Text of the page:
Revolution#113, December 23, 2007
From a reader
Two recent newspaper articles caught my attention. Each demonstrated the extent to which the entire population of this country is now subjected to electronic surveillance.
The first was a column in the Examiner newspapers on the Congressional testimony of a retired technician for AT&T. He told the Senate Judiciary Committee how the National Security Agency has 10 or 15 secret installations across the country where they have spliced into the optical fiber trunk cables for all U.S. telephone and internet communications. This massive data collection is aimed at identifying networks of people who call each other.
The second article, in the Washington Post, describes how federal and police agencies routinely ask the big telecom companies for the location of people by tracking their cell phones.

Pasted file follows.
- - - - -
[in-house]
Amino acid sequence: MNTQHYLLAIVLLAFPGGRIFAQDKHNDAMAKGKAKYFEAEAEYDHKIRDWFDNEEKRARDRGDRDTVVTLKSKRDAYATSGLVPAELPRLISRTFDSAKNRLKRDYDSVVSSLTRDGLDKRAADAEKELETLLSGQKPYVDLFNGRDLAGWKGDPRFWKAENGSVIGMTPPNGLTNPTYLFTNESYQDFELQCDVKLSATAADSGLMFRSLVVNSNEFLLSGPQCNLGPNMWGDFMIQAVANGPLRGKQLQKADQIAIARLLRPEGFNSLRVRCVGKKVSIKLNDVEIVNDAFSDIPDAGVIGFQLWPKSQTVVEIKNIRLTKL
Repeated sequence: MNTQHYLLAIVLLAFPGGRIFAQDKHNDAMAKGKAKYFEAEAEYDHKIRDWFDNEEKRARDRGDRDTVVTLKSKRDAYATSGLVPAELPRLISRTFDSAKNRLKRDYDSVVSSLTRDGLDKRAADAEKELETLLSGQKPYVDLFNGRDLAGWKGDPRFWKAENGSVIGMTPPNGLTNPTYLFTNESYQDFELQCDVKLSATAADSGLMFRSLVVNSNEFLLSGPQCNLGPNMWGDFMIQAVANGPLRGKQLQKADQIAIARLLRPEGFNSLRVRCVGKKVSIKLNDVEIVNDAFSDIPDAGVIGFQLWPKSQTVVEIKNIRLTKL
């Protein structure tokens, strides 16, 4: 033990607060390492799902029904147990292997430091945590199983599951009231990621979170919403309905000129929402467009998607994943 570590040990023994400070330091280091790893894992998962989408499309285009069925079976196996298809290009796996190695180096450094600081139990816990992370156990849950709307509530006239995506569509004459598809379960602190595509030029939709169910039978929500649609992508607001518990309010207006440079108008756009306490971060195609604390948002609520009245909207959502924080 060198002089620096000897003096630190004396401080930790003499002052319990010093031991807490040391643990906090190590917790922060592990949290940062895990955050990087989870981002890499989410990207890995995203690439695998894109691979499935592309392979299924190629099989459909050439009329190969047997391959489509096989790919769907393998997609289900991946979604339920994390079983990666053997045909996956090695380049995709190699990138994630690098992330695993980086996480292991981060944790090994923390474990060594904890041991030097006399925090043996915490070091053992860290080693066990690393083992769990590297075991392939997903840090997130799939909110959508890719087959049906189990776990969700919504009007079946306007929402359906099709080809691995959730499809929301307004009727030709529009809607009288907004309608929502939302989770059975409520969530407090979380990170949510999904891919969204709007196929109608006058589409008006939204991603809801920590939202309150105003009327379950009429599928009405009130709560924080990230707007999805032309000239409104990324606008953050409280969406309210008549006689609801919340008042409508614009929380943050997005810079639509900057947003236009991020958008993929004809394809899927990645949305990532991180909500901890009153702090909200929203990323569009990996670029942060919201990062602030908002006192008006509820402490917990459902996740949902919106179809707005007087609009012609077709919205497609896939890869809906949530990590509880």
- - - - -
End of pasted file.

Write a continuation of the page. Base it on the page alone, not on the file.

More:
I think this compulsion the rulers feel to have the entire population under some degree of surveillance is based in the massive crimes they commit at home and abroad, and what they have in mind for the future. For them, everyone in society now becomes a potential enemy. They feel compelled to keep tabs on everyone, sift everyone’s e-mail, and check up on where we go and whom we are associating with.
By contrast, I also think of what it would mean to get past class society with all its government repression and fear of dissent. The ability to debate out ideas and get to the truth of things is critical to any society of truly free and voluntarily associating people. A crucial part of that revolutionary society would be the ease of mind that comes from being able to network with others, and listen to and exchange dissenting ideas, without having to look over your shoulder at whom might be watching or listening.
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